Concord, NH – The New Hampshire Department of Health and Human Services (DHHS), Division of Public Health Services, Tobacco Prevention & Control Program (TPCP) today releases the findings from the 2007-2009 Youth Tobacco Survey (YTS). The Survey provides comprehensive data from both middle school and high school students.
“We are making progress and seeing a reduction in the use of some tobacco products, such as cigarettes,” said Dr. José Montero, Director of Public Health at DHHS. “This is important from a prevention standpoint because tobacco is a leading cause of cancer and a number of chronic diseases in our population. Still there are concerns that young people may be increasing their use of other tobacco products such as smokeless tobacco, which opens the door to nicotine addiction and future smoking.”
The Youth Tobacco Survey is funded by a cooperative grant from the Centers for Disease Control and Prevention (CDC). The report is conducted every two years by the TPCP and contains tobacco-related questions that are supplemental to other surveys, such as the Youth Risk Behavior Survey, which provides only prevalence data. There are 74 tobacco questions in the YTS that cover tobacco use (i.e., bidis, cigarettes, cigars, kreteks, tobacco pipes, and smokeless tobacco); exposure to secondhand smoke; smoking cessation; school curriculum; minors’ ability to purchase or obtain tobacco products; and knowledge and attitudes about tobacco and familiarity with pro-tobacco and anti-tobacco media messages.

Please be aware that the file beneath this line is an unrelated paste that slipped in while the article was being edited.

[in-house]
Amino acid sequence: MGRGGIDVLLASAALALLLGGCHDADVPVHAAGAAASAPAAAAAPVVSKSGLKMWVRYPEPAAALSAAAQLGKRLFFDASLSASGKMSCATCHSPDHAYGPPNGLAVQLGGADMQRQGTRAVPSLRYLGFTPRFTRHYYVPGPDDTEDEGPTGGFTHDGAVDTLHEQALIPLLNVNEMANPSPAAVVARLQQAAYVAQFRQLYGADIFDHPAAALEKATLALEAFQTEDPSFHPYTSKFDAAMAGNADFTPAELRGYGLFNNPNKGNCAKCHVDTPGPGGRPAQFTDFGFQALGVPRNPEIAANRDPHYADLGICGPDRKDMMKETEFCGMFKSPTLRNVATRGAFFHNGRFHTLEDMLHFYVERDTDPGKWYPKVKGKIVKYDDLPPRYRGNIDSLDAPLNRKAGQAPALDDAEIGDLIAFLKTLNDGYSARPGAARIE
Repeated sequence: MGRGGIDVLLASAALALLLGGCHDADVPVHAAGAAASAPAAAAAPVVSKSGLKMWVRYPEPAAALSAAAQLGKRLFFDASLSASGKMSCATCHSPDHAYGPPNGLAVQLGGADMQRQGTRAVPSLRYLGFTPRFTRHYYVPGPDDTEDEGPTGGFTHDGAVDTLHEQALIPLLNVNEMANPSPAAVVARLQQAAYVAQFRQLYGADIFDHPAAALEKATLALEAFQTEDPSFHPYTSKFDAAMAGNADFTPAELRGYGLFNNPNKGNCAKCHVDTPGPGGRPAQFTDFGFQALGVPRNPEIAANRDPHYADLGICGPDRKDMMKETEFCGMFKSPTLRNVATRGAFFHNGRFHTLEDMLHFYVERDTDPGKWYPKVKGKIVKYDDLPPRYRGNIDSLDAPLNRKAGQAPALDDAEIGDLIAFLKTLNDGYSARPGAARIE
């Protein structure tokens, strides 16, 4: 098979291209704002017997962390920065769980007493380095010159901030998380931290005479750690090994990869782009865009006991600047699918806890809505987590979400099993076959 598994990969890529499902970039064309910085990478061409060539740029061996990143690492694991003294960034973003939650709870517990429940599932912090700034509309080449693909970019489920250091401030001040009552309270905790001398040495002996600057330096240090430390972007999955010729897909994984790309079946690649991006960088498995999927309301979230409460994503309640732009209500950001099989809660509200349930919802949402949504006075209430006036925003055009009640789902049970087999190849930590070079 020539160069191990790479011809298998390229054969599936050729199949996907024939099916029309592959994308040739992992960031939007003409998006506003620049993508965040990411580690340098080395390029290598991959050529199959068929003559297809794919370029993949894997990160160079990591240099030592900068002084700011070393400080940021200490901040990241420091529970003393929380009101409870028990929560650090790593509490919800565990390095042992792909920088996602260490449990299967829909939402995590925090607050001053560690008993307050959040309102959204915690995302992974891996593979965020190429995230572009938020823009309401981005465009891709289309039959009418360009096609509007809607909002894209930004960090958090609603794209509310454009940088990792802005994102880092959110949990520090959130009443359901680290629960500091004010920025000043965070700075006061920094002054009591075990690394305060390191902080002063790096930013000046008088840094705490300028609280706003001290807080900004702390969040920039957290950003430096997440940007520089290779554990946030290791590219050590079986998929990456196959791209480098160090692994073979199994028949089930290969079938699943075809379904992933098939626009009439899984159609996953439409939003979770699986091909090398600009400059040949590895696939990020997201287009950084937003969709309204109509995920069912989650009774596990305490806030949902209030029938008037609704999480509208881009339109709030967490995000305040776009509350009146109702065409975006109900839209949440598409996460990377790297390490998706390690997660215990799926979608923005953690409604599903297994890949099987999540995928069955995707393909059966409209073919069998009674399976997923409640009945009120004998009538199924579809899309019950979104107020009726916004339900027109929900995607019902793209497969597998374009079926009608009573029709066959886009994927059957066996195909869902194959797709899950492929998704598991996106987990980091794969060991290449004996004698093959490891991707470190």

Some of the major findings from the YTS conducted during the years 2001 through 2009 include:
The smoking prevalence for New Hampshire high school students has significantly declined from 25.3% in 2001 to 16% in 2009.
There is no significant difference in the smoking prevalence between male and female students; 15.8% of female high school students smoke compared with 16.5% of male students.
High school males were more likely than high school females to smoke other tobacco products, such as cigars, tobacco in a pipe, bidis (thin cigarettes made of tobacco flake wrapped in a leaf and secured with a colored thread on both ends), or kreteks (cigarettes made with a blend of tobacco, cloves, and other flavors), or to use spit tobacco.
Most high school current smokers obtained cigarettes by giving someone else money to buy cigarettes (33.2%) or by “bumming” them (29.0%).
Twelve percent of high school current smokers reported purchasing their own cigarettes from a store or vending machine, which in most cases means underage access to tobacco.
Forty percent of current high school smokers said that they would like to quit, 52% said that they tried to quit, and 39% of former smokers said that they have remained tobacco free.
84.5% of high school students reported seeing images of tobacco used by actors on television or in the movies and 25.5% reported seeing tobacco used by athletes on television or in the movies in the past year.
The proportion of high school students who have been exposed to secondhand tobacco smoke by being in a room or in a car with a smoker declined significantly from 72% in 2001 to 54.2% in 2009, indicating changing attitudes and an increasing number of smoke-free homes in New Hamsphire.
This survey is one of the topics DHHS is focusing on this week in recognition of National Public Health Week. For more information about National Public Health Week go to www.nphw.org. For more information about the Youth Tobacco Survey please call the NH TPCP at 1-800-852-3345 x6891 or view it on the NH Department of Health and Human Services website at www.dhhs.nh.gov after 2:05 today. For more information about quitting tobacco, go to www.TryToStopNH.org or call the NH Smokers’ Helpline at 1-800-Try-To-STOP (1-800-879-8678).